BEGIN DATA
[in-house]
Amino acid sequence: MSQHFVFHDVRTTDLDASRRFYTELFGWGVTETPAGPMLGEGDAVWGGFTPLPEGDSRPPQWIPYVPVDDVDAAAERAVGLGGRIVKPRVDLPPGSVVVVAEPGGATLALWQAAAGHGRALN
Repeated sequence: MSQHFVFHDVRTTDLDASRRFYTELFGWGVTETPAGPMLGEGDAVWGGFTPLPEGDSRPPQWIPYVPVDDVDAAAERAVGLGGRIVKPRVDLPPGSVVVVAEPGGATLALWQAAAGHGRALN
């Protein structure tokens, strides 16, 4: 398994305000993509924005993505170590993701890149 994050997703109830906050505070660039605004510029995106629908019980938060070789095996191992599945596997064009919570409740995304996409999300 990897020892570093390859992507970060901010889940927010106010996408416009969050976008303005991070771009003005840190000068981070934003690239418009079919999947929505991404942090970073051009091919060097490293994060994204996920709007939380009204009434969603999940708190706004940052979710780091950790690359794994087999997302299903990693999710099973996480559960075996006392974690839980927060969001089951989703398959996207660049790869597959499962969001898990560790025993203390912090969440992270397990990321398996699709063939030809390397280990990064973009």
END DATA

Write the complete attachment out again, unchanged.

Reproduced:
[in-house]
Amino acid sequence: MSQHFVFHDVRTTDLDASRRFYTELFGWGVTETPAGPMLGEGDAVWGGFTPLPEGDSRPPQWIPYVPVDDVDAAAERAVGLGGRIVKPRVDLPPGSVVVVAEPGGATLALWQAAAGHGRALN
Repeated sequence: MSQHFVFHDVRTTDLDASRRFYTELFGWGVTETPAGPMLGEGDAVWGGFTPLPEGDSRPPQWIPYVPVDDVDAAAERAVGLGGRIVKPRVDLPPGSVVVVAEPGGATLALWQAAAGHGRALN
């Protein structure tokens, strides 16, 4: 398994305000993509924005993505170590993701890149 994050997703109830906050505070660039605004510029995106629908019980938060070789095996191992599945596997064009919570409740995304996409999300 990897020892570093390859992507970060901010889940927010106010996408416009969050976008303005991070771009003005840190000068981070934003690239418009079919999947929505991404942090970073051009091919060097490293994060994204996920709007939380009204009434969603999940708190706004940052979710780091950790690359794994087999997302299903990693999710099973996480559960075996006392974690839980927060969001089951989703398959996207660049790869597959499962969001898990560790025993203390912090969440992270397990990321398996699709063939030809390397280990990064973009």